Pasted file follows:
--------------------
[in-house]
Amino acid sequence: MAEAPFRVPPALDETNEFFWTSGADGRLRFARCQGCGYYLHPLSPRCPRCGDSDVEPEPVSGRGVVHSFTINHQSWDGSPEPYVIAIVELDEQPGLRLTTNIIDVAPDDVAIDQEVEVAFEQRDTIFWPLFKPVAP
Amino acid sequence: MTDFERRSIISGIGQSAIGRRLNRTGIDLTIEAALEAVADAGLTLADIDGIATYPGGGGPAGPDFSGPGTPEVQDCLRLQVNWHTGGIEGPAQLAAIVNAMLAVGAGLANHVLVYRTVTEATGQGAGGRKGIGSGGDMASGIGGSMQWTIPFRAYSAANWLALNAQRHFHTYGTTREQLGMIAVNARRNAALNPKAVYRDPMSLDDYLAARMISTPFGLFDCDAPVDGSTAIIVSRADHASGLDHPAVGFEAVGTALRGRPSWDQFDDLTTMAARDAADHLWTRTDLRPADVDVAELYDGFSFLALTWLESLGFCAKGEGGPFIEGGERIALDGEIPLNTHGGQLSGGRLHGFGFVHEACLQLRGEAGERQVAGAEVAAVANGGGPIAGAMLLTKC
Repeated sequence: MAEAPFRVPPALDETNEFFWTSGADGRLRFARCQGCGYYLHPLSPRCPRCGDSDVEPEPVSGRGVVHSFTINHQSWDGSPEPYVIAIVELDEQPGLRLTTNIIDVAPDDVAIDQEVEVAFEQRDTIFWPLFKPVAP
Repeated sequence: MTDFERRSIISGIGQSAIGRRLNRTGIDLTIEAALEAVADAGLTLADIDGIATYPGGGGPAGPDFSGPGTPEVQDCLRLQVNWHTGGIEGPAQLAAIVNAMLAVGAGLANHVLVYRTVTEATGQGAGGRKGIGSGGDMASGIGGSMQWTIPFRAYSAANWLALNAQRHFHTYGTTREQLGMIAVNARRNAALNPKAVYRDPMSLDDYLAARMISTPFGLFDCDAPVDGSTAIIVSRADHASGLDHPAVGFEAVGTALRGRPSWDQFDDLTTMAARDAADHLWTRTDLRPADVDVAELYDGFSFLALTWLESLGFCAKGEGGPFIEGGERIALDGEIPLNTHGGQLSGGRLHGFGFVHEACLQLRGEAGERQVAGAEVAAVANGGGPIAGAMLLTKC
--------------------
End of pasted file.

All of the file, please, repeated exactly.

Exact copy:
[in-house]
Amino acid sequence: MAEAPFRVPPALDETNEFFWTSGADGRLRFARCQGCGYYLHPLSPRCPRCGDSDVEPEPVSGRGVVHSFTINHQSWDGSPEPYVIAIVELDEQPGLRLTTNIIDVAPDDVAIDQEVEVAFEQRDTIFWPLFKPVAP
Amino acid sequence: MTDFERRSIISGIGQSAIGRRLNRTGIDLTIEAALEAVADAGLTLADIDGIATYPGGGGPAGPDFSGPGTPEVQDCLRLQVNWHTGGIEGPAQLAAIVNAMLAVGAGLANHVLVYRTVTEATGQGAGGRKGIGSGGDMASGIGGSMQWTIPFRAYSAANWLALNAQRHFHTYGTTREQLGMIAVNARRNAALNPKAVYRDPMSLDDYLAARMISTPFGLFDCDAPVDGSTAIIVSRADHASGLDHPAVGFEAVGTALRGRPSWDQFDDLTTMAARDAADHLWTRTDLRPADVDVAELYDGFSFLALTWLESLGFCAKGEGGPFIEGGERIALDGEIPLNTHGGQLSGGRLHGFGFVHEACLQLRGEAGERQVAGAEVAAVANGGGPIAGAMLLTKC
Repeated sequence: MAEAPFRVPPALDETNEFFWTSGADGRLRFARCQGCGYYLHPLSPRCPRCGDSDVEPEPVSGRGVVHSFTINHQSWDGSPEPYVIAIVELDEQPGLRLTTNIIDVAPDDVAIDQEVEVAFEQRDTIFWPLFKPVAP
Repeated sequence: MTDFERRSIISGIGQSAIGRRLNRTGIDLTIEAALEAVADAGLTLADIDGIATYPGGGGPAGPDFSGPGTPEVQDCLRLQVNWHTGGIEGPAQLAAIVNAMLAVGAGLANHVLVYRTVTEATGQGAGGRKGIGSGGDMASGIGGSMQWTIPFRAYSAANWLALNAQRHFHTYGTTREQLGMIAVNARRNAALNPKAVYRDPMSLDDYLAARMISTPFGLFDCDAPVDGSTAIIVSRADHASGLDHPAVGFEAVGTALRGRPSWDQFDDLTTMAARDAADHLWTRTDLRPADVDVAELYDGFSFLALTWLESLGFCAKGEGGPFIEGGERIALDGEIPLNTHGGQLSGGRLHGFGFVHEACLQLRGEAGERQVAGAEVAAVANGGGPIAGAMLLTKC